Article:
Nuts Well has a return to Aintree on his spring agenda following a frustrating winter which has denied him the chance to extend this season’s unbeaten record since his Old Roan Chase victory.
A succession of hitches, with the weather and most recently a minor injury setback, has kept Ann Hamilton’s 10-year-old off the track for almost five months.
But Ian Hamilton, who owns the vastly improved chaser trained by his wife at their Northumberland yard, expects him to be ready for either the Melling Chase or Betway Bowl at Aintree’s Grand National meeting next month.
Patience has been key throughout the winter, and it was tested again when a poisoned joint – from which Nuts Well is already recovering – ruled him out of a return for Kelso’s Premier Chase on Saturday.
“Everything’s gone wrong with that horse since Aintree,” said Hamilton.
“He was going to Huntingdon (for the Peterborough Chase in December), and then they put it off and took it to Cheltenham – and we didn’t think Cheltenham would suit him.
“Then we were going to Wetherby to take First Flow on (over Christmas) – and when we got there, the ground was absolutely horrendous.
“(Jockey) Danny (McMenamin) had ridden in the race before and he said ‘that ground is no good for him’. So we decided not to run him, and brought him home.”
Nuts Well’s absences did not end there.
Hamilton added: “Then we were going to Kempton (for the Silviniaco Conti Chase in January), and the vet came to do something else, he checked him over and he said ‘I’ll tell you what, this horse is going over the top’.
“So we gave him a rest, and brought him back, and he was 110 per cent for Kelso.
“We don’t know what happened, but he got a poisoned joint. He wasn’t lame or anything, but we didn’t dare run him.
“He’s fine now, but we’ve missed again – so we’ve missed a few times with him.”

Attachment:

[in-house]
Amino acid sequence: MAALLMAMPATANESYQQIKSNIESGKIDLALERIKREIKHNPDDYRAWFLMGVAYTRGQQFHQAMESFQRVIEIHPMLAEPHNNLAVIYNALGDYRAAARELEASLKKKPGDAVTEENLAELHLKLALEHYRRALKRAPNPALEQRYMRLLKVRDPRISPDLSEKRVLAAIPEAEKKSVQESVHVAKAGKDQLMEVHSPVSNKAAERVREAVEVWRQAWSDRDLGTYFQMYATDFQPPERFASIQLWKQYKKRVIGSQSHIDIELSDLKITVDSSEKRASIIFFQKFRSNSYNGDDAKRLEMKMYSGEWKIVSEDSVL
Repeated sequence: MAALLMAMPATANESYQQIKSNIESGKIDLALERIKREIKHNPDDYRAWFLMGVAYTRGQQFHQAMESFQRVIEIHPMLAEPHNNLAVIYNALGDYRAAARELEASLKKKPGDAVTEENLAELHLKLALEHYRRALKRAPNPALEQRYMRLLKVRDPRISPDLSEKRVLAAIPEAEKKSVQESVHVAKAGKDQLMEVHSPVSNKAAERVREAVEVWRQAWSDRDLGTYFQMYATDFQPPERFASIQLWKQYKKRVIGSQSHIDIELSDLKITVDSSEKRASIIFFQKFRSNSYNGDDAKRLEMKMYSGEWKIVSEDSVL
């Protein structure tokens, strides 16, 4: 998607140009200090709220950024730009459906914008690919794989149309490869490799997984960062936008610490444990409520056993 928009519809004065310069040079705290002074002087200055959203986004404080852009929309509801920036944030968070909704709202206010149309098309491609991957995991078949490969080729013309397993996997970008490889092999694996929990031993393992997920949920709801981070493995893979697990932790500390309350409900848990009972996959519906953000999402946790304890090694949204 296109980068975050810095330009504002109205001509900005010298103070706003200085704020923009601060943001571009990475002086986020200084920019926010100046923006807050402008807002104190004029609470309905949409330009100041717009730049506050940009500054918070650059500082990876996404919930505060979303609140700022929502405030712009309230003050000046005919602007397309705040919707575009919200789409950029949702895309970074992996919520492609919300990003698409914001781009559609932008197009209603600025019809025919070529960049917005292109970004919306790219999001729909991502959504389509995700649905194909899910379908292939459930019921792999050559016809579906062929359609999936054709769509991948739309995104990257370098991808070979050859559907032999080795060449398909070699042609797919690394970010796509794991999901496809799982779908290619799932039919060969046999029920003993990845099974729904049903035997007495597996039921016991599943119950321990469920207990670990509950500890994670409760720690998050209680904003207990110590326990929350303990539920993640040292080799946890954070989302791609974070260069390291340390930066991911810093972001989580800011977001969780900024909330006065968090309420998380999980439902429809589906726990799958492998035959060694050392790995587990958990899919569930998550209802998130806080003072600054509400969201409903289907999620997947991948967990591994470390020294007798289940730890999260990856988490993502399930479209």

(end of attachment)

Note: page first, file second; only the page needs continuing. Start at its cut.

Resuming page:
Nuts Well’s setback was ill-timed, but short-lived.
“We couldn’t find a cut or anything, but we think we’ve got rid of the poison now,” said Hamilton.
“He’s back riding again, but it was too late for Kelso.
“It’ll have to be Aintree, but I don’t know which race.
“I think he’ll stay three miles – we’d have found that out (for sure, over almost that distance) at Kelso. His half-brother Runswick Royal was by a miler, and he stayed three miles easily.
“He’s by more of a staying horse, so I’d have thought he’d be bound to stay.”
That brings the Bowl into the equation as well as the Melling – but either way, Nuts Well will be tackling Grade One level for the first time.
“I’m not sure which race to put him in – I’d have thought we’ll put him in both, and it will be (like) a first-time-out job to get him ready.
“He won at Kelso first time out, so we should be able to get him ready.”
Even from his career-high rating of 159, he will therefore need to excel himself – but after Old Roan runner-up Clondaw Castle boosted the form significantly at Kempton last month, that appears far from out of the question.
“He had some good horses behind him that day in the Old Roan, and he did it fairly well off top weight,” said Hamilton.
“The second horse won that good race the other day (at Kempton). That horse absolutely hacked up the other day – top class. So we should have a bit of fun somewhere.”
Nuts Well also proved at Aintree that he can perform in soft ground – but Hamilton is still hoping for a dry spring.
“He is adaptable, but he jumps better out of that good ground, because he’s not very big,” he said.
“He did fantastically at Kelso (first time out this season), and never touched a twig. But at Aintree, it was a bit on the softer side – he was all right, but he did touch one or two, just getting his feet out.
“So he’s definitely better on better ground, (but) Aintree is usually good ground.”